Broadstairs is a quintessential British seaside town full of old-world charm. There are sandy bays, surf schools, fishermen’s cottages, art galleries and museums. Broadstairs boasts an impressive seven sand-filled beaches and bays. The town’s main beach is Viking Bay or you can head to Joss Bay to learn to surf. At rural Botany Bay you can saunter amid towering chalk stacks.
Sandwich is one of the best preserved medieval towns in England. Situated upon the River Stour and one of the original five Cinque Ports, it is just a 30 minute drive from Canterbury. The Sandwich and Pegwell Bay Nature Reserve is a site of special scientific interest and is the only ancient dune pasture in Kent. The reserve is made up of a complex mosaic of habitats: inter-tidal mudflats, saltmarsh, shingle beach, sand dunes, ancient dune pastures, chalk cliffs, wave cut platform and coastal scrubland.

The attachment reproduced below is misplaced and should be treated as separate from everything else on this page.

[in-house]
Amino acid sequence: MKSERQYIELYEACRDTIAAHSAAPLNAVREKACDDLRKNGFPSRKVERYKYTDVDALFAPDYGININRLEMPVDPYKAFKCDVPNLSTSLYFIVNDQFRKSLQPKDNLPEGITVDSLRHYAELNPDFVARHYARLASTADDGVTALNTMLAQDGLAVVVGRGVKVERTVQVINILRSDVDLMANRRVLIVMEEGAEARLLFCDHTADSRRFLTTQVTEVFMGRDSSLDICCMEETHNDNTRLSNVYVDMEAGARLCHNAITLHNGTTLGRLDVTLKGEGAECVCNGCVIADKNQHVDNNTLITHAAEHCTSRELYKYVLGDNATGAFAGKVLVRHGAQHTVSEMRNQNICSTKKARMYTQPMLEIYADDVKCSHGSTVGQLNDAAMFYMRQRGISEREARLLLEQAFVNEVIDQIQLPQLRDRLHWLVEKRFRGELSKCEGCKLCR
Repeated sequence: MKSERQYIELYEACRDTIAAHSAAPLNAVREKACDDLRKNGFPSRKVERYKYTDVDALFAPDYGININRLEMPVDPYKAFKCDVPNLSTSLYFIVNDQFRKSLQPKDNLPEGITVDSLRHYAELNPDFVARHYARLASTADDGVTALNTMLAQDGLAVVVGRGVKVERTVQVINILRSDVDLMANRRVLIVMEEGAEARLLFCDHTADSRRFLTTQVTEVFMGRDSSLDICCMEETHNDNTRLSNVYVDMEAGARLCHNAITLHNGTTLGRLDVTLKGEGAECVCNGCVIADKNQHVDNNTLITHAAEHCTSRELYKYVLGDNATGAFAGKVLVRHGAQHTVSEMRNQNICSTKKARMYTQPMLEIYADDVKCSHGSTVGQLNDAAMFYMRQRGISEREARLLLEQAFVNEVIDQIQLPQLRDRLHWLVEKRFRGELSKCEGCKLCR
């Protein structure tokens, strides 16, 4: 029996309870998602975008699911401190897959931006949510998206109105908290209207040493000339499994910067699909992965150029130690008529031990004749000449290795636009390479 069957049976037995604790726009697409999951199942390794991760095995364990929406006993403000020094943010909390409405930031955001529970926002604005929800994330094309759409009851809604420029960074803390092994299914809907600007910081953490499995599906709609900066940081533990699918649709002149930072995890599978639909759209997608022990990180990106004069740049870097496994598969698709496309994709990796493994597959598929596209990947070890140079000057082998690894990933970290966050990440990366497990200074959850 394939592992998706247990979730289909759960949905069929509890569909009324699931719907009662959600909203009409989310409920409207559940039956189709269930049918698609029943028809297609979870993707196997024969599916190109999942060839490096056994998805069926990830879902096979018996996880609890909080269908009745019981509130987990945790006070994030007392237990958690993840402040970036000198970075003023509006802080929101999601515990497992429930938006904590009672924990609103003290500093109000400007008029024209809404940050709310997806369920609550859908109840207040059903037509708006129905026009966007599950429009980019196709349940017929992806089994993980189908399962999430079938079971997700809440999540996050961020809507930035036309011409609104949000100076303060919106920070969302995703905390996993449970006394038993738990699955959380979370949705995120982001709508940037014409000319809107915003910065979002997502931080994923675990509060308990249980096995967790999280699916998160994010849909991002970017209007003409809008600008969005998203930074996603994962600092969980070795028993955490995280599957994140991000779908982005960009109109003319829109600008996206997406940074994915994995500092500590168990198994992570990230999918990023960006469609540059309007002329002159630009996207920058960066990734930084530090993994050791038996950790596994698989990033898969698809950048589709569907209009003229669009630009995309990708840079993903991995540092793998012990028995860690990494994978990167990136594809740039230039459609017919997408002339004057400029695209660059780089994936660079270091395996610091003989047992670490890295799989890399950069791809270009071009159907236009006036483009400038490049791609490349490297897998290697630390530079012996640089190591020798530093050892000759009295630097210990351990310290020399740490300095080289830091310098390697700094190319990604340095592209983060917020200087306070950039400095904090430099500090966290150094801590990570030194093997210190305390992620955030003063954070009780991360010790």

Canterbury’s Roman Museum is built around the remains of a Roman town house with mosaics preserved where excavated.
Descend 100 years with each step or by lift to the Roman street level. Stroll through the marketplace, look inside recreated Roman rooms, and discover amazing finds including a hoard of hidden treasure.
Longmarket, 11A Butchery Ln, Canterbury CT1 2JR
The fishing and harbour town of Whitstable is just 7 miles away from Canterbury. It is like no other town by the sea with its strong arts culture and rich maritime history.
Whitstable’s oysters are an intrinsic part of this sea town’s character and are celebrated every July at the Oyster Festival. There are independent shops, galleries and delicatessens along the twisting lanes and alleyways with eccentric names such as ‘Squeeze Gut Alley’.
Along the coast at Tankerton, colourful beach huts and grassy slopes dip to meet the sea.
Visitors are most welcome to this friendly vineyard and winery from May until the end of September. The 7-acre vineyard produces both sparkling and still wines and their wines have won many awards in regional and national competitions.
Free mini-tours, lasting about 20 minutes, are available without prior appointment. Visitors may see how our vines are grown and how the wine is produced – always followed by a free tasting. Guided group tours for up to 40 visitors by prior arrangement.